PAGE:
Carter Densmore February 2009

Name: Lindsay Carter, Margaret Densmore
Post: Pobe, Hozin
Date Submitted:
Contact Information: Lindsay cellphone – and/or Meg
Pick up Location: Cotonou
Project Description: HIV/AIDS Bike tour in the Ouémé-Plateau. The objective of the bike tour is to bring HIV/AIDS awareness to those more remote communities in the Ouémé-Plateau region who have not had access to this information. Peace Corps Volunteers (PCV) will be riding the bikes along with Host Country Nationals (HCN) from the Project Panther team (the PSI initiative) in Kétou and Ouémé-Plateau-based health NGO AFAP. AFAP will also be providing a follow-on vehicle for safety and security and HCNs will also be translating into the local languages of Nagot and Gun.
Of the 4 days that we will be on the bikes we will stop at 9 villages to perform sensibilisations, each lasting approximately 2 hours. In the two weeks leading up to the tour these villages and their leaders would have been visited twice, to do publicity for these sensibilisations prior to our arrival. During sensibilisations we will split all those who attend each of the five different age-gender groups: adult men; adult women; young men (15–25 years old); young women (15–25 years old) and children (<15 years old). With a couple of volunteers leading each group we will discuss what HIV/AIDS is, the modes of transmission and the methods of prevention, including a condom demonstration. At each village we will also provide free condoms and materials provided by PSI. Below is a more specific itinerary for how each day will be spent, including the names of the villages where sensibilisations will take place.
Feb 25th Evening : Participants arrive in Sakete and the group goes over the structure and content of the sensibilisations.
Feb 26th Day 1 : Sensibilisation #1 – Sakete AFAP Recuperation Centre
Sensibilisation #2 – Gbekandji
Feb 27th Day 2 : Sensibilisation #3 – Adjohoun
Sensibilisation #4 – Démè
Sensibilisation #5 – Azowlisse
Feb 28th Day 3 : Sensibilisation #6 – Dangbo
Sensibilisation #7 – Misserete
Mar 1st Day 4 : Sensibilisation #8 – Hozin
Sensibilisation #9 – Djigbe

Dates of Project: February 25 – March 1, 2009
Number of People Involved: Tour Participants: 13 PCVs, 2 HCNs (Project Panther team member, AFAP chauffeur both of whom will also be translating). There will be a group of 15 travelling (14 bikes, 1 follow-on vehicle). PCVs will have their own age/gender group in the sensibilisation to teach, HCNs will translate with two additional translators being found in each stop.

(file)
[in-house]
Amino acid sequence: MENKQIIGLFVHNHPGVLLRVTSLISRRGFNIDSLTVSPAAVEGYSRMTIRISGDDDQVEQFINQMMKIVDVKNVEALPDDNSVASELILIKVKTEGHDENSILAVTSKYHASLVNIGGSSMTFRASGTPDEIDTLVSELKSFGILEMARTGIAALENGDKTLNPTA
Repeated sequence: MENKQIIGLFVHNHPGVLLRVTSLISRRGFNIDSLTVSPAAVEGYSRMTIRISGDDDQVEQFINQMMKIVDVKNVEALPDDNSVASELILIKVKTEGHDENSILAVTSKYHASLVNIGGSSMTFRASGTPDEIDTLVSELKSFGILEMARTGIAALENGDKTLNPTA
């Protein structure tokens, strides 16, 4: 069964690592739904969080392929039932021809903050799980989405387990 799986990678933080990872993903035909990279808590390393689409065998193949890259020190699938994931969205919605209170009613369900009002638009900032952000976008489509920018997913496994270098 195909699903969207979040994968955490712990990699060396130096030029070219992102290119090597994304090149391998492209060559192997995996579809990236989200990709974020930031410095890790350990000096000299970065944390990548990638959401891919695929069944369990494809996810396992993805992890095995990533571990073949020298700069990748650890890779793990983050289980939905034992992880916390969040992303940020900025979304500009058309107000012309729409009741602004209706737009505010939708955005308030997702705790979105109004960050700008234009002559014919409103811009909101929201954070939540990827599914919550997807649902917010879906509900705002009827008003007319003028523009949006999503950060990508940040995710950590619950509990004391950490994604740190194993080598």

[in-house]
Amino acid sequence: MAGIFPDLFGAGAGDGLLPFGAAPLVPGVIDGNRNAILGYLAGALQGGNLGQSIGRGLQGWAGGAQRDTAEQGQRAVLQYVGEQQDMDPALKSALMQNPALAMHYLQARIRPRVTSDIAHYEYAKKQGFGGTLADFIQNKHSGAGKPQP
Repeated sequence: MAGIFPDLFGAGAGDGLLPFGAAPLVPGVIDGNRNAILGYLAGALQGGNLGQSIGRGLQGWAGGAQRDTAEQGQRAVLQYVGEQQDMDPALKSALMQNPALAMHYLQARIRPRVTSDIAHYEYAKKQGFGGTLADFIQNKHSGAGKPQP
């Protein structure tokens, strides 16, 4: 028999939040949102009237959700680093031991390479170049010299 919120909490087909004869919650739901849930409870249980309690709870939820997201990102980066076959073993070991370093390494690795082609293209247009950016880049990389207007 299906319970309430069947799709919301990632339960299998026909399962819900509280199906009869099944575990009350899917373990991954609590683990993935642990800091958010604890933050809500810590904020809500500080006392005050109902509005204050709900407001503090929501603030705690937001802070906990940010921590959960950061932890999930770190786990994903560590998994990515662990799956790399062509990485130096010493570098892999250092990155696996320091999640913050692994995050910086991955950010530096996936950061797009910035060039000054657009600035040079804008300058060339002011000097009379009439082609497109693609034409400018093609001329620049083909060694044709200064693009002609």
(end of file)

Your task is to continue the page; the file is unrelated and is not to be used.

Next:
Audience Reached: There will be 9 sensibilisations, with a conservative estimate of 30 people (mix of female, male and different ages) attending each sensibilisation. Therefore information on HIV/AIDS, it's modes of transmission, methods of prevention and free condoms/materials provided by PSI will reach an approximate total of 270 people in remote areas. Active recruitment and publicity is intended to maximise this number, so there is the potential for much more.

Item Number Cost
Petrol for follow-on vehicle at 400cfa/ltr Estimated 15litres for all 4 days 6,000cfa
Uniform T-shirts at 1,000cfa each 2 t-shirts per person for 15 people = 30 30,000cfa
Water at 25F a sachet 10sachets (5ltrs) per person per day x 4days x 15people 15,000cfa
Total 51,000 CFA

Amount Requested: 50.000 CFA


GAD Coordinator: This sounds like a pretty standard bike tour. Once again I'm very happy to see that PSL 21 Volunteers are getting so involved so quickly. I know that this project hasn't happened yet so they can't give exact breakdowns on the gender and number of participants, but I would still like better information than what they provided. I would like to approve the project, but ask her to send info after the tour about the actual impact of the project, if this sounds like a good idea to you two.

GAD Finance: I think this looks very thorough and well organized. I agree with having more information after also Erin. Recommend Funding.

GAD Specialist: I agree with both of you. I'll like to see the gender breakdown too of the participants.

GAD Coordinator Update: Spoke with Lindsay today; she reported the following breakdown of participants:

PCVS: 8 total; 6 female, 2 male
HCNs: 4 (1 woman CPEC professional women’s group; 1 male from Project Panther; 1 male chauffeur; 1 ONG member male)

She agreed to provide updated information about the number of people reached following the bike tour, broken down by gender. Project approved.

Closing Report

Brief Project Description: Oueme-Plateau HIV/AIDS Bike Tour